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  Cyprus needs urgent action says research boss 18-01-2011

An urgent call has been made for the Cyprus government to take “decisive steps to eliminate delays related to the issuing of title deeds,” to focus hard on reviving the Island’s overseas property sector, and to avoid increasing local property taxes.

Speaking to OPP, Harris Samaras, the chairman and chief executive of local research company Pytheas, said “a major factor in turning the amazing potential that the island has into achievement in the overseas property market is the ability of the Cyprus Government to develop, introduce and enforce effective legislation to deal with the many problems in the country’s real estate, banking and legal sectors.”

Samaras the island’s politicians to be much more pro-active and for “Cyprus to act forcefully, with a greater sense of urgency to reverse its high fiscal deficits, to safeguard public financing and to increase the scope for private sector growth.”

He argues that even though the Cypriot banking sector is basically sound, “the real estate market is a significant component of the banks’ loan books and represents the majority of loan collaterals (more than 40%).” The situation worries him and “the low overall profitability contribution to Cypriot banks from Greece and the elevated loan provisions that subsequently need to be undertaken will affect the funding ability of banks to real estate related clients for at least the next 12 months.”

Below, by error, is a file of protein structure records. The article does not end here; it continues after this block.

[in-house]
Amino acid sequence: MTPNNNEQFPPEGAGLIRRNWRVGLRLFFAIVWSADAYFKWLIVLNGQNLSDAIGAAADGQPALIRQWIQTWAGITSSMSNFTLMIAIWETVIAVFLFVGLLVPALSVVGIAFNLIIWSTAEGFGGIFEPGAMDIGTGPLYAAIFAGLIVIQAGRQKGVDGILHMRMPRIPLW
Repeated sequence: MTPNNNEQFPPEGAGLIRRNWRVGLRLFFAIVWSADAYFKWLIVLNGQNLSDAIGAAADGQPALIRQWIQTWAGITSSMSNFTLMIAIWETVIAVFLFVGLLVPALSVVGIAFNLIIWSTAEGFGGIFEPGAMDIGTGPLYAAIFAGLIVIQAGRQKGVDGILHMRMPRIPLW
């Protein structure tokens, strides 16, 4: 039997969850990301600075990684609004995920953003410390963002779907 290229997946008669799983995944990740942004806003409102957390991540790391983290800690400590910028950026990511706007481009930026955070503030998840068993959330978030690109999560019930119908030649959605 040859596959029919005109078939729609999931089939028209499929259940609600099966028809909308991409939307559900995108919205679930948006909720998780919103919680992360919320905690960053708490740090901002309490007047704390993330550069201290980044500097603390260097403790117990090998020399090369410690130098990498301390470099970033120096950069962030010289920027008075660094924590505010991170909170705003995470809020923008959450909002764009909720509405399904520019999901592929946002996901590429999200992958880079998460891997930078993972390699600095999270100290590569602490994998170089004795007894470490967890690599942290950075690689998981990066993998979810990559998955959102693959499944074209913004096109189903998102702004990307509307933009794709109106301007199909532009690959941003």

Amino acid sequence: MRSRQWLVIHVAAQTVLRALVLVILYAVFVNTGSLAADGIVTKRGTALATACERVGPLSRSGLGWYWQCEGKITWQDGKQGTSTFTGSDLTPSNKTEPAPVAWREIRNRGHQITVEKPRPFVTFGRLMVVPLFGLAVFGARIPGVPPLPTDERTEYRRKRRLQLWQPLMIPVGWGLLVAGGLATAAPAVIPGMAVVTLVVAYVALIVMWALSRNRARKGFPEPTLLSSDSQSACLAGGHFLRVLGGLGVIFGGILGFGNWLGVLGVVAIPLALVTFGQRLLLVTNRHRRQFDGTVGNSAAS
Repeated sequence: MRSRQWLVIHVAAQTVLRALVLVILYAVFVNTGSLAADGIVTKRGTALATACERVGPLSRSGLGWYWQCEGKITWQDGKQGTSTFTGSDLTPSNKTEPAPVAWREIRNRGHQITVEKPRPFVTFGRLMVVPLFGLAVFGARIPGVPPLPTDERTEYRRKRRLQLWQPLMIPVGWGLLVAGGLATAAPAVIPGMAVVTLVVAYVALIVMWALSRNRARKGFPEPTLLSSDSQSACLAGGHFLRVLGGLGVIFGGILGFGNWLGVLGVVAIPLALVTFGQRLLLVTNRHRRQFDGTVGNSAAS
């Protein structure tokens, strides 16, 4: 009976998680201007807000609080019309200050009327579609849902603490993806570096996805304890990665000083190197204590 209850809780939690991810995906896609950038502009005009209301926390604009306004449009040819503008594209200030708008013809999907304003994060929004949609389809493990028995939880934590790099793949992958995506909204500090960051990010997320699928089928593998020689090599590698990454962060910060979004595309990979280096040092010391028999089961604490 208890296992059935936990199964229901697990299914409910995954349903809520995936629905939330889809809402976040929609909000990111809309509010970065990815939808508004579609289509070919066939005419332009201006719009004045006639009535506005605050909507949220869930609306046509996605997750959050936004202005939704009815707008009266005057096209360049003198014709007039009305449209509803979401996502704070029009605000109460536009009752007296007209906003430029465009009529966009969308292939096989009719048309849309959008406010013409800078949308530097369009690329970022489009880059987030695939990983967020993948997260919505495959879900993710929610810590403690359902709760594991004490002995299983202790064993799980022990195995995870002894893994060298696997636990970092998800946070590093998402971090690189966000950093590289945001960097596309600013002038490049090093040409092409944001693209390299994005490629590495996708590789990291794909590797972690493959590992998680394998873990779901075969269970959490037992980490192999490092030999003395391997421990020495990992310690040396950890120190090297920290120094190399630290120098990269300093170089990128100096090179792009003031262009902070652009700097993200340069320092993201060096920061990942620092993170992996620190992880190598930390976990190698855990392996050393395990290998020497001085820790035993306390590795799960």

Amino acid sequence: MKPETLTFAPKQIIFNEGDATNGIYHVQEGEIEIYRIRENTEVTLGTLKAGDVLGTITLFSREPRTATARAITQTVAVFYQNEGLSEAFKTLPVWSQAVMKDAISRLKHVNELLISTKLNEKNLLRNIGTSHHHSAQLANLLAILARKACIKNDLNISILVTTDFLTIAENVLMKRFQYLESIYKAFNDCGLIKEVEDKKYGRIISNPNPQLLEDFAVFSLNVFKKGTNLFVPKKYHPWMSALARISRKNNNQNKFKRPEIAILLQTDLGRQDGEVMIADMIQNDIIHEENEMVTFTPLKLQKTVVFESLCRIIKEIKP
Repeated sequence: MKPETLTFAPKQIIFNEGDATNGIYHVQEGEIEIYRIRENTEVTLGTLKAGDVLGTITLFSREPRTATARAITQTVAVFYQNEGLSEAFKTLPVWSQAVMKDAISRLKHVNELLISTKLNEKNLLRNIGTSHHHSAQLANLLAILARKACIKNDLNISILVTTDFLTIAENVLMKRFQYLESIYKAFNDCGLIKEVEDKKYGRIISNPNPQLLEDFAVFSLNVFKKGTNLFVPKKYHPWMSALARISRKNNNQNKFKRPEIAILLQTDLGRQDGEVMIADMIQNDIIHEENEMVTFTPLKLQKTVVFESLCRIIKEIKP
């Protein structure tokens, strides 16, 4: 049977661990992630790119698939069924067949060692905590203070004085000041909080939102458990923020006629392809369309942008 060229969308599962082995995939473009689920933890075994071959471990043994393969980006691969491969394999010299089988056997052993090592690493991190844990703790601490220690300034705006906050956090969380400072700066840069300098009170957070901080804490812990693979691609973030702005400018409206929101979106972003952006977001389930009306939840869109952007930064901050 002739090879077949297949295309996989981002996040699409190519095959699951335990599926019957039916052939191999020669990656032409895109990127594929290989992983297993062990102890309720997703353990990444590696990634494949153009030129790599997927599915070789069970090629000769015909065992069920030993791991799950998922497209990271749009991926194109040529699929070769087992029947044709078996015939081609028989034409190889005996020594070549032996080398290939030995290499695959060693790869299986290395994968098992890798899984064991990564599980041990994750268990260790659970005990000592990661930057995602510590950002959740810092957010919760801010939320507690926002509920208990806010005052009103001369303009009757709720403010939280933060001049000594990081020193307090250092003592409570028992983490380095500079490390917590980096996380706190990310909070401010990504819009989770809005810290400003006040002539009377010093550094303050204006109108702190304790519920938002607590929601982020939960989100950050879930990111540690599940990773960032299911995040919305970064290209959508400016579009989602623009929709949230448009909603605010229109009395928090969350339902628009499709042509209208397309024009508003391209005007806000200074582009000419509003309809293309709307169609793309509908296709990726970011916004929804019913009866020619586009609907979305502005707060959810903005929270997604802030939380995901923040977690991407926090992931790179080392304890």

The lending community on the Island needs to be much more competitive says Samaras. “Where some other countries have lowered their mortgage interest rates and property taxes to encourage overseas investors, mortgage interest rates in Cyprus are amongst the highest in Europe and the government is talking about increasing property taxes it charges large land owners; a charge that will no doubt be passed on to those buying property. This approach is a recipe for disaster, especially when competition (governments in other countries) has taken steps to reduce the costs associated with property ownership to encourage investment.”

Samaras is worried about longer term trends too. “Cyprus enjoyed a more than ten-year housing boom until 2008” he says, “and then the market began to fall in certain areas, mainly because of:

  • The fall in the value of Sterling against the Euro over the past two years means that British buyers, who accounted for more than 50% of foreign buyers, have less equity at their disposal. At the beginning of 2007 a pound Sterling would buy €1.47; today it will buy around €1.20, making investments in the Eurozone that much more expensive;
  • Worldwide economic turmoil that has changed the characteristics of the “typical” overseas property buyer. Investors are now being much more cautious about their investment decisions;
  • Property-related laws in Cyprus that need to become more transparent, although the government seems to be making concrete attempts to rectify the situation;
  • Mortgage interest rates in Cyprus which are amongst the highest in Europe.”